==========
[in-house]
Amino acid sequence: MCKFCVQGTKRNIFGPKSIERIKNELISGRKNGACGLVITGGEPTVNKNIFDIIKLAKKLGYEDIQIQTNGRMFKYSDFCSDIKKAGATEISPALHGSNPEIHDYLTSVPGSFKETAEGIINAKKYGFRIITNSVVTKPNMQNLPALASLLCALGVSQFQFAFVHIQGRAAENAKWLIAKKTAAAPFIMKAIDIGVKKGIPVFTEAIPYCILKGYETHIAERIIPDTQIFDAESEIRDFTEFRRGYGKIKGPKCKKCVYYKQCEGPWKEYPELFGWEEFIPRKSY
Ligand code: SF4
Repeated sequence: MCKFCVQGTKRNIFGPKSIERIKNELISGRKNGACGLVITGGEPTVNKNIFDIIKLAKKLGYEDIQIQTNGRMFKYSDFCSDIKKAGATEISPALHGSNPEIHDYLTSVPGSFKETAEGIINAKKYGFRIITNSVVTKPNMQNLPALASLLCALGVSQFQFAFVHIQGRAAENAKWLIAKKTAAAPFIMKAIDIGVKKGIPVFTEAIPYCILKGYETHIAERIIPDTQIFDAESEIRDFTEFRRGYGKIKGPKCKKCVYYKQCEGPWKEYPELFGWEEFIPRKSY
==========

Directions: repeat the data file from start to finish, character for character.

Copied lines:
[in-house]
Amino acid sequence: MCKFCVQGTKRNIFGPKSIERIKNELISGRKNGACGLVITGGEPTVNKNIFDIIKLAKKLGYEDIQIQTNGRMFKYSDFCSDIKKAGATEISPALHGSNPEIHDYLTSVPGSFKETAEGIINAKKYGFRIITNSVVTKPNMQNLPALASLLCALGVSQFQFAFVHIQGRAAENAKWLIAKKTAAAPFIMKAIDIGVKKGIPVFTEAIPYCILKGYETHIAERIIPDTQIFDAESEIRDFTEFRRGYGKIKGPKCKKCVYYKQCEGPWKEYPELFGWEEFIPRKSY
Ligand code: SF4
Repeated sequence: MCKFCVQGTKRNIFGPKSIERIKNELISGRKNGACGLVITGGEPTVNKNIFDIIKLAKKLGYEDIQIQTNGRMFKYSDFCSDIKKAGATEISPALHGSNPEIHDYLTSVPGSFKETAEGIINAKKYGFRIITNSVVTKPNMQNLPALASLLCALGVSQFQFAFVHIQGRAAENAKWLIAKKTAAAPFIMKAIDIGVKKGIPVFTEAIPYCILKGYETHIAERIIPDTQIFDAESEIRDFTEFRRGYGKIKGPKCKKCVYYKQCEGPWKEYPELFGWEEFIPRKSY